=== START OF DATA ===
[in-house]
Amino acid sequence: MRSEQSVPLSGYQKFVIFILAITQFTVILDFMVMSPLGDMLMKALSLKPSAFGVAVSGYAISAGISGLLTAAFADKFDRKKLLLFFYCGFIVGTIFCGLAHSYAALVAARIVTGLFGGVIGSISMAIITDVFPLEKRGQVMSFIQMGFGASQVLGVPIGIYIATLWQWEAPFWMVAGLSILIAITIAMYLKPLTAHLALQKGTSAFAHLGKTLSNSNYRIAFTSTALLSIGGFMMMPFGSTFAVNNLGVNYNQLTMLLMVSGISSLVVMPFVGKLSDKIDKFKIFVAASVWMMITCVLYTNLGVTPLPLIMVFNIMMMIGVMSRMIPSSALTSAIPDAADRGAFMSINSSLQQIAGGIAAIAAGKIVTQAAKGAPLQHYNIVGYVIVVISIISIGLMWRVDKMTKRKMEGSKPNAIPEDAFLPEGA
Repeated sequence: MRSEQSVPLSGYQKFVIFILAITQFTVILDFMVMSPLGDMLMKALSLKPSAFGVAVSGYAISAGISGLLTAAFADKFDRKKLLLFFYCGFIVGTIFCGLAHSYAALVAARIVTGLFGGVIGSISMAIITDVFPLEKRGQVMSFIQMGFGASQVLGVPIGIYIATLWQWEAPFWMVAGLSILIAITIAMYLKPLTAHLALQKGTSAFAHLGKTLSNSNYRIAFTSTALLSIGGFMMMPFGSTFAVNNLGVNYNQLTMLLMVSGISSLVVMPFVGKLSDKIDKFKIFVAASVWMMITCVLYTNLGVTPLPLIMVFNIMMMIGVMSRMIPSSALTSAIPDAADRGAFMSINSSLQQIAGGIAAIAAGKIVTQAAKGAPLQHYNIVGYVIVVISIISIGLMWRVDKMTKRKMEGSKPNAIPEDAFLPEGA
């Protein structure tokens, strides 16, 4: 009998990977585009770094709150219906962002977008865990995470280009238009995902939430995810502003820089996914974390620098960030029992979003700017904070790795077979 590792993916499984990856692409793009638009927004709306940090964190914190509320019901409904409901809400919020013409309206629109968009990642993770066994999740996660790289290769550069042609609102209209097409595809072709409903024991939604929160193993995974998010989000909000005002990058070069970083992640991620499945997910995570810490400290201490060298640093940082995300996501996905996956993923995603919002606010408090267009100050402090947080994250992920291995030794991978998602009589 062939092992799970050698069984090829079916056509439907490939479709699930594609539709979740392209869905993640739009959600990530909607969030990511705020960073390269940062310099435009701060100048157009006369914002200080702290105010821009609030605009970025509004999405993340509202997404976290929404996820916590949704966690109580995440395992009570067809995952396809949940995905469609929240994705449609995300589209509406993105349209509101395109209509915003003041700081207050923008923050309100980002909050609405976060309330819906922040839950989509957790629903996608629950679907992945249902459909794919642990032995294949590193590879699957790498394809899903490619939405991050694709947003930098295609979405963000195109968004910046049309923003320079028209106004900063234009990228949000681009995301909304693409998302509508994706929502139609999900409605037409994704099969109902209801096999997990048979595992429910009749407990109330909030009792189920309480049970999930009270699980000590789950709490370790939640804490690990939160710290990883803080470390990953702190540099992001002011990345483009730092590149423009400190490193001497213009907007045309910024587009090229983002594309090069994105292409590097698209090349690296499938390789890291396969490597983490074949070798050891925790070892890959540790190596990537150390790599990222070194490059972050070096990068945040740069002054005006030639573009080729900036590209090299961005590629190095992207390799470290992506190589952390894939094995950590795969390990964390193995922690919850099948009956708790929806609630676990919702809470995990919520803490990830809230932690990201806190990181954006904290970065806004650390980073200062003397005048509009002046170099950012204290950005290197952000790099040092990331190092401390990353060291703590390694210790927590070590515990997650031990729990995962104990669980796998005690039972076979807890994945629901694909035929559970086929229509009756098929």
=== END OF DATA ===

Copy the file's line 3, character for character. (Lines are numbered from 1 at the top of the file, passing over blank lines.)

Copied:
Repeated sequence: MRSEQSVPLSGYQKFVIFILAITQFTVILDFMVMSPLGDMLMKALSLKPSAFGVAVSGYAISAGISGLLTAAFADKFDRKKLLLFFYCGFIVGTIFCGLAHSYAALVAARIVTGLFGGVIGSISMAIITDVFPLEKRGQVMSFIQMGFGASQVLGVPIGIYIATLWQWEAPFWMVAGLSILIAITIAMYLKPLTAHLALQKGTSAFAHLGKTLSNSNYRIAFTSTALLSIGGFMMMPFGSTFAVNNLGVNYNQLTMLLMVSGISSLVVMPFVGKLSDKIDKFKIFVAASVWMMITCVLYTNLGVTPLPLIMVFNIMMMIGVMSRMIPSSALTSAIPDAADRGAFMSINSSLQQIAGGIAAIAAGKIVTQAAKGAPLQHYNIVGYVIVVISIISIGLMWRVDKMTKRKMEGSKPNAIPEDAFLPEGA